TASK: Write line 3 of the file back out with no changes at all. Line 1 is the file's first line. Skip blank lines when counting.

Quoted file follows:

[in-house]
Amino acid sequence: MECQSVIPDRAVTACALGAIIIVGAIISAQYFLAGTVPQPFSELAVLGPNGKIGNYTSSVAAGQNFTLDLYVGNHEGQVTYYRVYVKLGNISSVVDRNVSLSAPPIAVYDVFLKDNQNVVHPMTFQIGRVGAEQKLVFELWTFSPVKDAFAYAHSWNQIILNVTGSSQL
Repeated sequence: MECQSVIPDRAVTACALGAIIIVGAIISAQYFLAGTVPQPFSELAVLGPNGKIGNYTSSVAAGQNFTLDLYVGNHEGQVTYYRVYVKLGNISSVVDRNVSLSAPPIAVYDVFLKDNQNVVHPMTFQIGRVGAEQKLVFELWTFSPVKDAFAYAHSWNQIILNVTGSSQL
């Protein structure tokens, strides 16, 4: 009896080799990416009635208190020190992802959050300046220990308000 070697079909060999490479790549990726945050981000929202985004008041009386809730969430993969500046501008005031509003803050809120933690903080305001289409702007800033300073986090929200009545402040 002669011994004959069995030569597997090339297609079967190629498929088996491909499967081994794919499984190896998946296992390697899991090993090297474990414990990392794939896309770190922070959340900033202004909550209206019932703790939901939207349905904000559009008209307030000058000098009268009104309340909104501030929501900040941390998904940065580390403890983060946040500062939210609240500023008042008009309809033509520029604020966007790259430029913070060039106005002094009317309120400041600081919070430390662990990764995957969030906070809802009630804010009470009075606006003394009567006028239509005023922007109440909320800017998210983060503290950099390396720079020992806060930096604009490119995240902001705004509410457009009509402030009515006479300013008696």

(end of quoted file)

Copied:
Repeated sequence: MECQSVIPDRAVTACALGAIIIVGAIISAQYFLAGTVPQPFSELAVLGPNGKIGNYTSSVAAGQNFTLDLYVGNHEGQVTYYRVYVKLGNISSVVDRNVSLSAPPIAVYDVFLKDNQNVVHPMTFQIGRVGAEQKLVFELWTFSPVKDAFAYAHSWNQIILNVTGSSQL